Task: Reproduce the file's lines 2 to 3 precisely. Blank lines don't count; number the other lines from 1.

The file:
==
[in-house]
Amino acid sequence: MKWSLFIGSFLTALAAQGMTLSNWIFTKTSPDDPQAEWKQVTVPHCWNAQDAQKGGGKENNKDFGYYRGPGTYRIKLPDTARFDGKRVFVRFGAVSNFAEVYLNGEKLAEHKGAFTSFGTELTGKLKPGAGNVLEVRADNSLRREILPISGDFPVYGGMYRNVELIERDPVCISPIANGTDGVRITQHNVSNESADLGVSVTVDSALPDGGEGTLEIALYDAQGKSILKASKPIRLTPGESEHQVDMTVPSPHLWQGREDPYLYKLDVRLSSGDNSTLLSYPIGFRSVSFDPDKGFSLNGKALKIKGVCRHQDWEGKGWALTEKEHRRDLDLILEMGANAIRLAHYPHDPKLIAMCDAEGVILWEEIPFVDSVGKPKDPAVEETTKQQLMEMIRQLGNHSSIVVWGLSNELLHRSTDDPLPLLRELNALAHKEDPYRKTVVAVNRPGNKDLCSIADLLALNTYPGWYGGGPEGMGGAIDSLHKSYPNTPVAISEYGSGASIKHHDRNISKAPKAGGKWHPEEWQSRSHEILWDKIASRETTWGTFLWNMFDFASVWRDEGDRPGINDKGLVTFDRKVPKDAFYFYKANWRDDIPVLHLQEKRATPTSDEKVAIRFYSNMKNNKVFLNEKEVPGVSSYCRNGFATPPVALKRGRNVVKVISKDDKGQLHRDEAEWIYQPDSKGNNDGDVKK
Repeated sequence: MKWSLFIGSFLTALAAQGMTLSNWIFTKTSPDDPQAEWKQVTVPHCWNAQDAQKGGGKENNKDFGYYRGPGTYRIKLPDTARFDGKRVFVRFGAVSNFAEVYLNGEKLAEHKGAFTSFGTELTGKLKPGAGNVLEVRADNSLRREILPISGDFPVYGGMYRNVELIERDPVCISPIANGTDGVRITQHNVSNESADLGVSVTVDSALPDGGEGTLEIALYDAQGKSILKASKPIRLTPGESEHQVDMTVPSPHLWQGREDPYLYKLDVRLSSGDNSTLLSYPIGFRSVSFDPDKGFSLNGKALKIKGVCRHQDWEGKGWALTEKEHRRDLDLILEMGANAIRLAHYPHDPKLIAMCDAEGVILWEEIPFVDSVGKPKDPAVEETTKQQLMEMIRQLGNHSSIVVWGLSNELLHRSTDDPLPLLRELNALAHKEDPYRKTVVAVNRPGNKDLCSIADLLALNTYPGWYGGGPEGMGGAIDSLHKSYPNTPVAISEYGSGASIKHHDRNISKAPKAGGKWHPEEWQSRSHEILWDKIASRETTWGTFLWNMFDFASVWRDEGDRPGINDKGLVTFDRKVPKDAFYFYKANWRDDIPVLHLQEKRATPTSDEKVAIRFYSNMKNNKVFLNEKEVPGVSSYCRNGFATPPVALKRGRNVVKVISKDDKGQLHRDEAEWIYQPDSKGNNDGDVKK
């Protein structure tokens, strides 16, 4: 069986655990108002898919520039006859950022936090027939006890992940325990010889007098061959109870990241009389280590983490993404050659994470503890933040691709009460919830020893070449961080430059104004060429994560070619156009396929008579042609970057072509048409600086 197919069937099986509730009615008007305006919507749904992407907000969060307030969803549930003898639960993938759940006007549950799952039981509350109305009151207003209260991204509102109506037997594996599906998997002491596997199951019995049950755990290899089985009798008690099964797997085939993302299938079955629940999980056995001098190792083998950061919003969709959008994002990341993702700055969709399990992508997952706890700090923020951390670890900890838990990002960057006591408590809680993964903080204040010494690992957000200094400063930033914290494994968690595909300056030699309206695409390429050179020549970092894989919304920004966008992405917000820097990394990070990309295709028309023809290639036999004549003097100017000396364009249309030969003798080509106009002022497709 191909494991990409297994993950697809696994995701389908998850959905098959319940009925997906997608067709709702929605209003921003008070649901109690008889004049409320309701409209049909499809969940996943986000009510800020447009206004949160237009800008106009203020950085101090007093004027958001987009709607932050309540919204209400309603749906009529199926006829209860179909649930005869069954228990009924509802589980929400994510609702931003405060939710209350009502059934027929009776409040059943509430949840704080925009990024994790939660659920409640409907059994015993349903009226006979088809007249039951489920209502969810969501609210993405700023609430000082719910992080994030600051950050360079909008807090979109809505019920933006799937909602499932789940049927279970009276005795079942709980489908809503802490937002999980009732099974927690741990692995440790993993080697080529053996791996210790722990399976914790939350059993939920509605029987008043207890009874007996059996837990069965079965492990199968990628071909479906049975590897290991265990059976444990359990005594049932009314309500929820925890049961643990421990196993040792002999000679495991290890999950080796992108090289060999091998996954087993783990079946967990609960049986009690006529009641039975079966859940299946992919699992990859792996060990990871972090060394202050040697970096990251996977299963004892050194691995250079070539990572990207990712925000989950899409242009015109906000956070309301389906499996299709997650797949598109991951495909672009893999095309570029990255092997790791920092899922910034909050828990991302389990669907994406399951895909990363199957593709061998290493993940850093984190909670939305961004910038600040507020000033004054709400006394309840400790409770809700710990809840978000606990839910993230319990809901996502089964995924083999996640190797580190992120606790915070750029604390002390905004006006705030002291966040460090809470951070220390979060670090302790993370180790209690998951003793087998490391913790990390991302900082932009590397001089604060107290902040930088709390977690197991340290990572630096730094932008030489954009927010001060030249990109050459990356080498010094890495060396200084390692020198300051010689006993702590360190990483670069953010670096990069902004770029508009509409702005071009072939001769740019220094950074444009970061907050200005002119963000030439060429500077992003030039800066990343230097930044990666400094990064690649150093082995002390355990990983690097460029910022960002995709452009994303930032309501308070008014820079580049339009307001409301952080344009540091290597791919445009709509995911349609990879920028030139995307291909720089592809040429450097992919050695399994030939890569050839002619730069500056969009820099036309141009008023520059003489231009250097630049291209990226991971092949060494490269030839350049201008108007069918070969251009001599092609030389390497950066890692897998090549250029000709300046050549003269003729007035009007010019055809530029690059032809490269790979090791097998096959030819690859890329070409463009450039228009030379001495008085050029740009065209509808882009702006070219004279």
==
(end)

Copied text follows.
Amino acid sequence: MKWSLFIGSFLTALAAQGMTLSNWIFTKTSPDDPQAEWKQVTVPHCWNAQDAQKGGGKENNKDFGYYRGPGTYRIKLPDTARFDGKRVFVRFGAVSNFAEVYLNGEKLAEHKGAFTSFGTELTGKLKPGAGNVLEVRADNSLRREILPISGDFPVYGGMYRNVELIERDPVCISPIANGTDGVRITQHNVSNESADLGVSVTVDSALPDGGEGTLEIALYDAQGKSILKASKPIRLTPGESEHQVDMTVPSPHLWQGREDPYLYKLDVRLSSGDNSTLLSYPIGFRSVSFDPDKGFSLNGKALKIKGVCRHQDWEGKGWALTEKEHRRDLDLILEMGANAIRLAHYPHDPKLIAMCDAEGVILWEEIPFVDSVGKPKDPAVEETTKQQLMEMIRQLGNHSSIVVWGLSNELLHRSTDDPLPLLRELNALAHKEDPYRKTVVAVNRPGNKDLCSIADLLALNTYPGWYGGGPEGMGGAIDSLHKSYPNTPVAISEYGSGASIKHHDRNISKAPKAGGKWHPEEWQSRSHEILWDKIASRETTWGTFLWNMFDFASVWRDEGDRPGINDKGLVTFDRKVPKDAFYFYKANWRDDIPVLHLQEKRATPTSDEKVAIRFYSNMKNNKVFLNEKEVPGVSSYCRNGFATPPVALKRGRNVVKVISKDDKGQLHRDEAEWIYQPDSKGNNDGDVKK
Repeated sequence: MKWSLFIGSFLTALAAQGMTLSNWIFTKTSPDDPQAEWKQVTVPHCWNAQDAQKGGGKENNKDFGYYRGPGTYRIKLPDTARFDGKRVFVRFGAVSNFAEVYLNGEKLAEHKGAFTSFGTELTGKLKPGAGNVLEVRADNSLRREILPISGDFPVYGGMYRNVELIERDPVCISPIANGTDGVRITQHNVSNESADLGVSVTVDSALPDGGEGTLEIALYDAQGKSILKASKPIRLTPGESEHQVDMTVPSPHLWQGREDPYLYKLDVRLSSGDNSTLLSYPIGFRSVSFDPDKGFSLNGKALKIKGVCRHQDWEGKGWALTEKEHRRDLDLILEMGANAIRLAHYPHDPKLIAMCDAEGVILWEEIPFVDSVGKPKDPAVEETTKQQLMEMIRQLGNHSSIVVWGLSNELLHRSTDDPLPLLRELNALAHKEDPYRKTVVAVNRPGNKDLCSIADLLALNTYPGWYGGGPEGMGGAIDSLHKSYPNTPVAISEYGSGASIKHHDRNISKAPKAGGKWHPEEWQSRSHEILWDKIASRETTWGTFLWNMFDFASVWRDEGDRPGINDKGLVTFDRKVPKDAFYFYKANWRDDIPVLHLQEKRATPTSDEKVAIRFYSNMKNNKVFLNEKEVPGVSSYCRNGFATPPVALKRGRNVVKVISKDDKGQLHRDEAEWIYQPDSKGNNDGDVKK